Cuyler then ran his own business, Cuyler Ink, which provided freelance writing services and sound slide shows.
In 1987, Cuyler was offered and accepted the position of The Eagle's business editor. It was around the time The Eagle first first began publishing a Sunday edition, and went from being an evening to a morning paper.
"We were working on setting up a Sunday paper, and wanted to have a great business section," said Miller, whose family owned The Eagle before it was sold to Media News Group in 1995.
"It was really a subject that was not well emphasized at all," said Miller, referring to the Eagle's business coverage at the time. "When we went to mornings, we were going up against the Springfield Union, and we wanted to have a business section daily. It was supposed to be something special, and Lew was part of it."
Cuyler lived up to the Eagle's expectations.
"He was very prolific," Horner said. "He could write a lot of stories and he did."
Cuyler was known for getting along with the people he covered, and writing long, in-depth stories that wove so many facts together in so much detail that they were hard for the editors to trim.
"Sometimes this would result in the production of the 'Cuyler yard,'" said former Eagle colleague D.R. Bahlman. "It was a story that was literally a yard long. The editors found it very difficult to cut because it hung together so well. It was difficult to do it without creating damage."
Due to his previous experience at The Transcript, Cuyler also brought a knowledge of Northern Berkshire to the newsroom, which was lacking at the time, said Eagle columnist and former Sunday editor Ruth Bass.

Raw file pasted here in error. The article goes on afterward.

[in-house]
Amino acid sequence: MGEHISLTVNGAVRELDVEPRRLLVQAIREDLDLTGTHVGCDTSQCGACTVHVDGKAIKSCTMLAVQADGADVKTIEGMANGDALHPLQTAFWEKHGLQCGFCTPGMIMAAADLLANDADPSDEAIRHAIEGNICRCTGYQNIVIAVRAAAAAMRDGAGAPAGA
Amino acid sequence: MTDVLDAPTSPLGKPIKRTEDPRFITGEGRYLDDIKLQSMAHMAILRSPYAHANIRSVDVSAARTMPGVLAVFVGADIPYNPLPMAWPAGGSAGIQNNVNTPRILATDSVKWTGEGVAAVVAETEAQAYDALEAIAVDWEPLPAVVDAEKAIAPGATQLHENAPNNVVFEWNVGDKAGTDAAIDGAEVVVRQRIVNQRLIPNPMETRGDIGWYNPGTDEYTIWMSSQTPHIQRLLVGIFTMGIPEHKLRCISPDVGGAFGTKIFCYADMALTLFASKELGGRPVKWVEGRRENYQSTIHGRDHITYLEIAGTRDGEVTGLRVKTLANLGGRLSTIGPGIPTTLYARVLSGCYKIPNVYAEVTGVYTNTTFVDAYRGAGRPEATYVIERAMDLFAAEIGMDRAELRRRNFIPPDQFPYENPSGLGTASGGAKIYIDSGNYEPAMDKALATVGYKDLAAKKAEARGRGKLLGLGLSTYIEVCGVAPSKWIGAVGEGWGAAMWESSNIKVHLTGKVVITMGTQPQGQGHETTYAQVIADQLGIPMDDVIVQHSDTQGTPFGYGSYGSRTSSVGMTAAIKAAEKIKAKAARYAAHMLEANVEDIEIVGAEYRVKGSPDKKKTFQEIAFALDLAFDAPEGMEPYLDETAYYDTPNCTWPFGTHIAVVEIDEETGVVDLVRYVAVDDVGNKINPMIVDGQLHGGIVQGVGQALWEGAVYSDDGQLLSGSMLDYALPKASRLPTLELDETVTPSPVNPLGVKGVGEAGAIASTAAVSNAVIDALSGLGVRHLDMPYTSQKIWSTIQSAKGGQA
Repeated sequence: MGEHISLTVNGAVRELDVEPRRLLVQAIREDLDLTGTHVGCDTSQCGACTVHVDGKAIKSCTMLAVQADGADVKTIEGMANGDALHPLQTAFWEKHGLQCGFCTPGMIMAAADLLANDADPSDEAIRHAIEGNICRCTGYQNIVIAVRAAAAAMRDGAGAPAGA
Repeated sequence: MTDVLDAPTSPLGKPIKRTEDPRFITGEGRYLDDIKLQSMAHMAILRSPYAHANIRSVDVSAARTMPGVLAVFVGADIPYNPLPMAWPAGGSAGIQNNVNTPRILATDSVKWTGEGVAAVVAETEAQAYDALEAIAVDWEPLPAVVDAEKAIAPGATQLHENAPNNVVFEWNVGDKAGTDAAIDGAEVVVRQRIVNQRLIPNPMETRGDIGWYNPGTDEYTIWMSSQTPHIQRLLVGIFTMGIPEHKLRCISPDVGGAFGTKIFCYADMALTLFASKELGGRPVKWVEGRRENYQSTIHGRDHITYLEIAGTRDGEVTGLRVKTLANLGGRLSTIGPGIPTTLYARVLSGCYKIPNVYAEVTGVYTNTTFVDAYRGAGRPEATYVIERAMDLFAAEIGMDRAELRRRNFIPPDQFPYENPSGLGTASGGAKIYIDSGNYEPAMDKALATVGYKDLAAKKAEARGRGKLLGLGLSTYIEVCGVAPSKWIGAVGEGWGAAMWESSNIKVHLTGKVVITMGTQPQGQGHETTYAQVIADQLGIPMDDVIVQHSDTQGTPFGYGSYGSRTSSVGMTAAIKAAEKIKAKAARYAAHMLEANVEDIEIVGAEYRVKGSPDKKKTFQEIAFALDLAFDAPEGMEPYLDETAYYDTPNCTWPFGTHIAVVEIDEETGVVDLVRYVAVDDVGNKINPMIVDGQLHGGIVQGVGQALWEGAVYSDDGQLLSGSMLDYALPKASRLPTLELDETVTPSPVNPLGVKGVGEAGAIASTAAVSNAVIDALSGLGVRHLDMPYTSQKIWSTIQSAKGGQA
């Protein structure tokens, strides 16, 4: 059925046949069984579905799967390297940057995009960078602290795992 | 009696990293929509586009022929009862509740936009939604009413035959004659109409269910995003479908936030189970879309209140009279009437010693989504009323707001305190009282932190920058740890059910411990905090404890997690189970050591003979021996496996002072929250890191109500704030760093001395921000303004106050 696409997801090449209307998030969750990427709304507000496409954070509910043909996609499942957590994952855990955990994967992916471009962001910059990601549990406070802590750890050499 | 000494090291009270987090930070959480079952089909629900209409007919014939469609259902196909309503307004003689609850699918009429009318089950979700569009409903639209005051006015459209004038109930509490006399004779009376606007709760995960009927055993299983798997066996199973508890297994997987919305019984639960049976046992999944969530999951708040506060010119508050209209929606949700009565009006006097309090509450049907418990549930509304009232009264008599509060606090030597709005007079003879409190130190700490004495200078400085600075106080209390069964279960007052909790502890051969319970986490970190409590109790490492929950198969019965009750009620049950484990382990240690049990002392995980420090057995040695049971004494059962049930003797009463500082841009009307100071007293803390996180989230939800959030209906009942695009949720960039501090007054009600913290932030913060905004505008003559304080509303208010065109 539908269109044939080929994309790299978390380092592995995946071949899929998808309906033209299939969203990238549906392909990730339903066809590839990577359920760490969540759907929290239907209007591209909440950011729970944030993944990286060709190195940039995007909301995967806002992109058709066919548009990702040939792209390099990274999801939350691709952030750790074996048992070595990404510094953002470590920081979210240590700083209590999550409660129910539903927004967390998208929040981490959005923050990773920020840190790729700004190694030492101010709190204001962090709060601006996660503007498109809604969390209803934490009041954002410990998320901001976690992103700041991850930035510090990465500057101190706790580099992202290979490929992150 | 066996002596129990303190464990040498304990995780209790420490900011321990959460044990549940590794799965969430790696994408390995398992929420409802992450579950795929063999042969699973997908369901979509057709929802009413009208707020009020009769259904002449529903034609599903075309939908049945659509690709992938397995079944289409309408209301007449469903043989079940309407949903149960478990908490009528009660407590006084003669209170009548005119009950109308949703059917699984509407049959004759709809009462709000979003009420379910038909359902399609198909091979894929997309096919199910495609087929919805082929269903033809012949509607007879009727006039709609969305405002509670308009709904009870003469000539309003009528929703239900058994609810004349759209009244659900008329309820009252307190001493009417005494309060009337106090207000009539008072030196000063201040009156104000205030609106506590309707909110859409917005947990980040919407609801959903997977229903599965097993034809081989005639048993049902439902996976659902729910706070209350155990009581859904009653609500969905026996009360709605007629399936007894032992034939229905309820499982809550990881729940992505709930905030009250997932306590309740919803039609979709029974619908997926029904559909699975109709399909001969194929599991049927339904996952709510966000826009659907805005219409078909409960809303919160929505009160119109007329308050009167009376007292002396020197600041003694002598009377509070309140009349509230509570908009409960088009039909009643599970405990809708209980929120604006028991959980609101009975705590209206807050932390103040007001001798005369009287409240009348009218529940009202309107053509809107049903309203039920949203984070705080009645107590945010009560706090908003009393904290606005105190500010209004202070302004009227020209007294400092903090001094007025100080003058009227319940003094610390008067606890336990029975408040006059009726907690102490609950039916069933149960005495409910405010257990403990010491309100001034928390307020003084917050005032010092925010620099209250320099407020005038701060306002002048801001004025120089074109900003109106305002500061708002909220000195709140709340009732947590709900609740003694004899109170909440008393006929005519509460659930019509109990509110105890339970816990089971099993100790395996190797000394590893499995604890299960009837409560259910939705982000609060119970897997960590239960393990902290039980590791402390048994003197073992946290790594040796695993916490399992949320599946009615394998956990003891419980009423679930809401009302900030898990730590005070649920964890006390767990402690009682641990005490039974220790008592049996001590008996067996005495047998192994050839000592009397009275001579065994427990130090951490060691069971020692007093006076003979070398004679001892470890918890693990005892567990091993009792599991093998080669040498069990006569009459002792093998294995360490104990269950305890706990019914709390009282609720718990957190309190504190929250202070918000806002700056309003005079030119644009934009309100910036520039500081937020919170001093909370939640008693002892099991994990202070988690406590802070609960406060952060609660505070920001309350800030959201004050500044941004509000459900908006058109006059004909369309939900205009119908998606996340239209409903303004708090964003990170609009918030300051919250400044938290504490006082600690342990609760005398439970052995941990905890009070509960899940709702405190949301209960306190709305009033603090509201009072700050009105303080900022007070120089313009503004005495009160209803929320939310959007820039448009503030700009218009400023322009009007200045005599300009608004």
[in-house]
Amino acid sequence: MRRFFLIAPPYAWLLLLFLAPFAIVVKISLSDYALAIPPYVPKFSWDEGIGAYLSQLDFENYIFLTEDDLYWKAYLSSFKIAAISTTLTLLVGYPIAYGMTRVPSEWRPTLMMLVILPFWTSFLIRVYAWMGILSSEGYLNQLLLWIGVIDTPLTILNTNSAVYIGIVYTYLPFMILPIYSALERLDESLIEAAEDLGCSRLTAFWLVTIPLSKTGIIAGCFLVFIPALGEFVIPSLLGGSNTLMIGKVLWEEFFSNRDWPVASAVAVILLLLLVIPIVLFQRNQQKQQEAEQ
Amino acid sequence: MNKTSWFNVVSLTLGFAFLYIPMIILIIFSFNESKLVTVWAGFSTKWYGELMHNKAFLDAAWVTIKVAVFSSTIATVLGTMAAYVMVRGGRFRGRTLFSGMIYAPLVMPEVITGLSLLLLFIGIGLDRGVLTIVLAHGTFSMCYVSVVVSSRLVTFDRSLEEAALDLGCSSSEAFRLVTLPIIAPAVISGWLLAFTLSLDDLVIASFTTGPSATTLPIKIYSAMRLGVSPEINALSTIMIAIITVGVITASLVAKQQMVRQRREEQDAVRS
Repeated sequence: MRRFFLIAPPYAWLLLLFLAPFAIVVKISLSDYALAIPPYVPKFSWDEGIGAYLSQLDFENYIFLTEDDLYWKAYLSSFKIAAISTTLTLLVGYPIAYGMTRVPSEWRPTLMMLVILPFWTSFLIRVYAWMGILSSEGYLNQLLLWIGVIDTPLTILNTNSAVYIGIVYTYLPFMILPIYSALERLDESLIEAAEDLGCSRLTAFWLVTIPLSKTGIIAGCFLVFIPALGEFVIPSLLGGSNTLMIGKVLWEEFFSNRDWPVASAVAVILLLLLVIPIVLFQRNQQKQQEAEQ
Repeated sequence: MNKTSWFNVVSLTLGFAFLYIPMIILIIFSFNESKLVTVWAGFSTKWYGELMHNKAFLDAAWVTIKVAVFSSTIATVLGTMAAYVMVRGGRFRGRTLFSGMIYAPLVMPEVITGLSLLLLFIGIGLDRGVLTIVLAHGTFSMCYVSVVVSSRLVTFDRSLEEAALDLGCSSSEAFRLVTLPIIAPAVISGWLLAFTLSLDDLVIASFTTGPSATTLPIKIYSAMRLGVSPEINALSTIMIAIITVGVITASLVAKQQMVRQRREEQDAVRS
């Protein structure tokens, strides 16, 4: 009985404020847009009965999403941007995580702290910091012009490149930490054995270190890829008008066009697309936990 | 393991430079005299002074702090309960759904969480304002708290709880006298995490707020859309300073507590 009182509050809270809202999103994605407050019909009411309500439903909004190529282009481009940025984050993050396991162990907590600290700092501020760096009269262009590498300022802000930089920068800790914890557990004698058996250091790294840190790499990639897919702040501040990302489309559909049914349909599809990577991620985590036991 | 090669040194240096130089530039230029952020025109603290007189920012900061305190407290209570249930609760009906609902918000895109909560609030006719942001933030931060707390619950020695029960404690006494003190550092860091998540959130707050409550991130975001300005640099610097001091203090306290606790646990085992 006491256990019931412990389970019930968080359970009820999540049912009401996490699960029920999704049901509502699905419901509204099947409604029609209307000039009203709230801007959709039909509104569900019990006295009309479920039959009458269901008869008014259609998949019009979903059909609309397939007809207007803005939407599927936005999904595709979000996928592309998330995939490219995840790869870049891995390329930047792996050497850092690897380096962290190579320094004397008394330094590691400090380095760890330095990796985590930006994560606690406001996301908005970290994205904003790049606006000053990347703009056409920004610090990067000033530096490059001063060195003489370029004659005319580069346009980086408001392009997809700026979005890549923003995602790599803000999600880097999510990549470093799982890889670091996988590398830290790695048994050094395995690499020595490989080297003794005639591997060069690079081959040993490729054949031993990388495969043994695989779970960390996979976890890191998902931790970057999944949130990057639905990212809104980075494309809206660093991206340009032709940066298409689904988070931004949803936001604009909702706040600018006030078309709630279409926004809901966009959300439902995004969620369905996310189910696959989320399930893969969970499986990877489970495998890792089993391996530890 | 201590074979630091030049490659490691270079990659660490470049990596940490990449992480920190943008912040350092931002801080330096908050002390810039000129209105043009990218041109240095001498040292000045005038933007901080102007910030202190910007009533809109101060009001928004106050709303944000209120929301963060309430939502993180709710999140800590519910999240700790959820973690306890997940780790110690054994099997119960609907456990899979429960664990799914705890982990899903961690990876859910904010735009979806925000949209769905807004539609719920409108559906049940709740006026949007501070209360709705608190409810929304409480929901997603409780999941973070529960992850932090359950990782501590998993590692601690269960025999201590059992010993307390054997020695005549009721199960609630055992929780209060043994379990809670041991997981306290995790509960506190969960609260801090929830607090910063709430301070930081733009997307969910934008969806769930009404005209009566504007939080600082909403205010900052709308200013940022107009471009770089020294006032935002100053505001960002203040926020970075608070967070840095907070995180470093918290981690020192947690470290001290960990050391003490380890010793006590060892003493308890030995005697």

"The fact that he came here from North Adams gave him a different perspective," Bass said. "That was a big bonus for the newsroom."
As business editor, Cuyler also befriended a young reporter named Daniel Pearl. Pearl had taken a job at the North Adams Transcript, then moved to The Eagle newsroom. He would go on to the Wall Street Journal. Pearl was the South Asia bureau chief for the Journal when he was kidnapped and murdered in Pakistan in February 2002.
"Lew went to Danny's wedding, I think it was in Paris," Horner said. "He took Danny's death very hard."
After retiring from The Eagle, Cuyler rediscovered his love for rowing, which he had first taken up in prep school and college.
In 1999, Cuyler established the Berkshire Sculling Association's board of trustees, which gave a voice to the club's members and allowed them to explore the club's future.
Shortly after, Cuyler discovered an abandoned lifeguard shack on Onota Lake, and with the city's permission and some friend's help rebuilt it into a boathouse.
"It ought to be called the Lew Cuyler Rowing Center, as far as I'm concerned," said Bob Race, a long time board member and former president of the Lake Onota Preservation Association.
A series of articles that Cuyler wrote while working for The Eagle on Eurasian milfoil caused the city of Pittsfield to launch a full-scale cleanup of those weeds from the lake.
"The publicity raised public awareness," Race said.
In 2014, Lake Onota Preservation Association made Cuyler one of the first recipients of its Devoted Service Award. In retirement, Cuyler continued to write for The Guardian, the association's quarterly newsletter.
"He was the chairman of the public relations and education committee," Race said. "We needed a newsletter and he ended up making it a real publication. He turned it out as a little mini-newspaper.
"I haven't been able to find anyone to pick up the cudgel since he stopped four or five years ago."
Contact Business Editor Tony Dobrowolski cat 413 496-6224 or at email@example.com.